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Rabaa wasn't just a coup, it ushered in a new, totalitarian era in Egypt Open in fullscreen

Sam Hamad

Rabaa wasn't just a coup, it ushered in a new, totalitarian era in Egypt

Now president, Sisi was Commander-in-Chief of Egypt's Armed Forces when the massacre took place [Getty]

Date of publication: 13 August, 2020

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Comment: Seven years after the massacre, it's clear that the violence at Rabaa marked the dawn of a new era ruled by fear and state control, writes Sam Hamad.
The Rabaa massacre, which occurred seven years ago today, was the culmination of the 2013 coup d'état by the Egyptian military against democracy - or so we are often told.

But the best way to understand this planned act of state terror against unarmed pro-democracy protesters, is also as an act that signified the dawning of a new era in Egypt – an era of totalitarianism.

The scale of the violence seen in a single day at Rabaa has thankfully not been replicated by the Sisi regime. However, violence in Egypt is nonetheless relentless and ubiquitous. The victims are mostly - like those who were murdered or maimed at Rabaa - anyone who even remotely opposes the Sisi regime and any of its machinations.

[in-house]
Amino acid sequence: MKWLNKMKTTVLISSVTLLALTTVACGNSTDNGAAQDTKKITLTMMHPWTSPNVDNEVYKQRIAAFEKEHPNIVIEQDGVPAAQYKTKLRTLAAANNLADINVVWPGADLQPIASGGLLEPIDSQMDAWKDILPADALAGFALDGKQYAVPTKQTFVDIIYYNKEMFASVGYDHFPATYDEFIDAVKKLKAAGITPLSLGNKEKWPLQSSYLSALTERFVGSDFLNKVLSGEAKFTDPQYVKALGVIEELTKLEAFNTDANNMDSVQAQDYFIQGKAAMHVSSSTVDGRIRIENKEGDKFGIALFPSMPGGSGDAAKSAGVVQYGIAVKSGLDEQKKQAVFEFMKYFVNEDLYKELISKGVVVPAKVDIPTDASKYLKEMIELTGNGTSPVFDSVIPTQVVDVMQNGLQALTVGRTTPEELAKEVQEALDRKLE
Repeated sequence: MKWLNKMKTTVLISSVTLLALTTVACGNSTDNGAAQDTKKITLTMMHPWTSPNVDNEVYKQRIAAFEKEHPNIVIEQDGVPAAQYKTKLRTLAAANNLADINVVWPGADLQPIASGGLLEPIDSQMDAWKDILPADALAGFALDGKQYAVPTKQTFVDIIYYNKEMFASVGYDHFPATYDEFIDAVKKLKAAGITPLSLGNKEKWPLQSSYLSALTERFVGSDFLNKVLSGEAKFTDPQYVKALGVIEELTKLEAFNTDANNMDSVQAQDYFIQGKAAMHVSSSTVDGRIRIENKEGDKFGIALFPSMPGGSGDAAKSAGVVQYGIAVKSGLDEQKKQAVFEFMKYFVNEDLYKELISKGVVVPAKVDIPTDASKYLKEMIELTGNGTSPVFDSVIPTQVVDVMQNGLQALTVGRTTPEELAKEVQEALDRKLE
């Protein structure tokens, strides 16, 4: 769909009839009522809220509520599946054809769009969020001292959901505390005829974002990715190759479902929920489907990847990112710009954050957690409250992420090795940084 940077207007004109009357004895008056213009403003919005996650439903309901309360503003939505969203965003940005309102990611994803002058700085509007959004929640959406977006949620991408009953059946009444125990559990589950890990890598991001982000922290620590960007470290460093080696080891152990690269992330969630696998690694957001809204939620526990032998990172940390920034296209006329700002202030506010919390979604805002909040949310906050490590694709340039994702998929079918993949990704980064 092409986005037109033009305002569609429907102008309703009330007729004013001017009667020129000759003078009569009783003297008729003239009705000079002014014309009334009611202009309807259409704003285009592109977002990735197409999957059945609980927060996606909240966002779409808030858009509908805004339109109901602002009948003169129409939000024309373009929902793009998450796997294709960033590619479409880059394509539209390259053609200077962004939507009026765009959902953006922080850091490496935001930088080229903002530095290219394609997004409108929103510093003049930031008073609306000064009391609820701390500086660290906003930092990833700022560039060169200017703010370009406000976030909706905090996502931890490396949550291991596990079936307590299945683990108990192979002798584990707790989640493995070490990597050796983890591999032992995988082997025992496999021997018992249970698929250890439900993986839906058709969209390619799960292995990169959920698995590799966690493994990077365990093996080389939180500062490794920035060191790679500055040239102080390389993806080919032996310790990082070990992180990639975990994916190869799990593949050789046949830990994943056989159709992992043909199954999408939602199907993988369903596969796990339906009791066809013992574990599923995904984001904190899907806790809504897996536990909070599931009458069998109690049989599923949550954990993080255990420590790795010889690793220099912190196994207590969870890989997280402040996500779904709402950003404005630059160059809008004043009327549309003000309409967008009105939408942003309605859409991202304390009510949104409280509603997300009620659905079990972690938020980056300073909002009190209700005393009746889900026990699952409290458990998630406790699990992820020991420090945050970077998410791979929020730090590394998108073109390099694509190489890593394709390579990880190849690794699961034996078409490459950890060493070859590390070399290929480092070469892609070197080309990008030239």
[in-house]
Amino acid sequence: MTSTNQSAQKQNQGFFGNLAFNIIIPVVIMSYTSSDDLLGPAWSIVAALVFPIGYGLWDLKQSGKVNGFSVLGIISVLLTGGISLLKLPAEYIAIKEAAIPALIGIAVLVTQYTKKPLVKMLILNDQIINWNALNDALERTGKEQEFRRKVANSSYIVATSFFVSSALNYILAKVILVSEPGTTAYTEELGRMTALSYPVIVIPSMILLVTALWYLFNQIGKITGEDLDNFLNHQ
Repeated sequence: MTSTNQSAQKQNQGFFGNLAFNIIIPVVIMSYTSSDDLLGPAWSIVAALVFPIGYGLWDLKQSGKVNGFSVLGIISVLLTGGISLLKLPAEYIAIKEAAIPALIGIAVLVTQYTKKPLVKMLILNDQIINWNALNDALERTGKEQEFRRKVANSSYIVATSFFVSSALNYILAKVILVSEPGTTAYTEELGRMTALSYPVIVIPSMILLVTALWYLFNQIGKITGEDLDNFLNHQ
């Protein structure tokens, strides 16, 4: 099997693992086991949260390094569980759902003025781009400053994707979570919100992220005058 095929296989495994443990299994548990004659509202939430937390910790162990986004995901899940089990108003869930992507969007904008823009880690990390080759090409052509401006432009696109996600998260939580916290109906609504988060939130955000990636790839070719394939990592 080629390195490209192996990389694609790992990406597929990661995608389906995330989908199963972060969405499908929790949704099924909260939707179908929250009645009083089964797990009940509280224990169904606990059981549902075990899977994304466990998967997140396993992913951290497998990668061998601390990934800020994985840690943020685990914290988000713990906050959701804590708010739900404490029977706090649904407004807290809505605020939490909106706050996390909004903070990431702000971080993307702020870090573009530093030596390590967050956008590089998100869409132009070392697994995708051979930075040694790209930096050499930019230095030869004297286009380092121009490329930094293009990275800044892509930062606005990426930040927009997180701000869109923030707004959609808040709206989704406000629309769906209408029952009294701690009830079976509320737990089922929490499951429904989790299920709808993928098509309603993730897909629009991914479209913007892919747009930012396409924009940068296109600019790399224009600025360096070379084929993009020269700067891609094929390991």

The regime takes aim at journalists, social media, political figures, civil rights activists, health care workers and artists. The spirit of Rabaa reigns supreme over Egypt, with freedom of thought, expression and belief met with a stifling atmosphere of state terror, ranging from imprisonment, torture, blacklisting and even death.

Rabaa - where Egyptian security forces killed over 1,000 protesters in just one day - was an act of vindictive cruelty, but it's wrong to imagine that the beast that ordered and carried out this attack was acting solely from a position of strength. The beast had been wounded. 

A story from the time of the January 25 revolution and the the last days of Hosni Mubarak is telling: As millions of Egyptians took to the streets to oust the tyrant, and his henchmen had been forced to retreat, Mubarak's wife apparently pleaded with the presidential guard, "Whatever you do, don't let them get to us." 

The "them" she feared so much was the Egyptian people, a panic shared by all the ruling classes in Egypt at that time. 

Sisi has built a state conditioned on ensuring that nothing even remotely like January 25 could happen again

Their fear was justified. The January 25 revolution delivered, for the first time since 1919, democracy for normal Egyptians. It all too briefly established a democratic form of parity between Egyptians and those who had brutally and parasitically ruled over them for decades.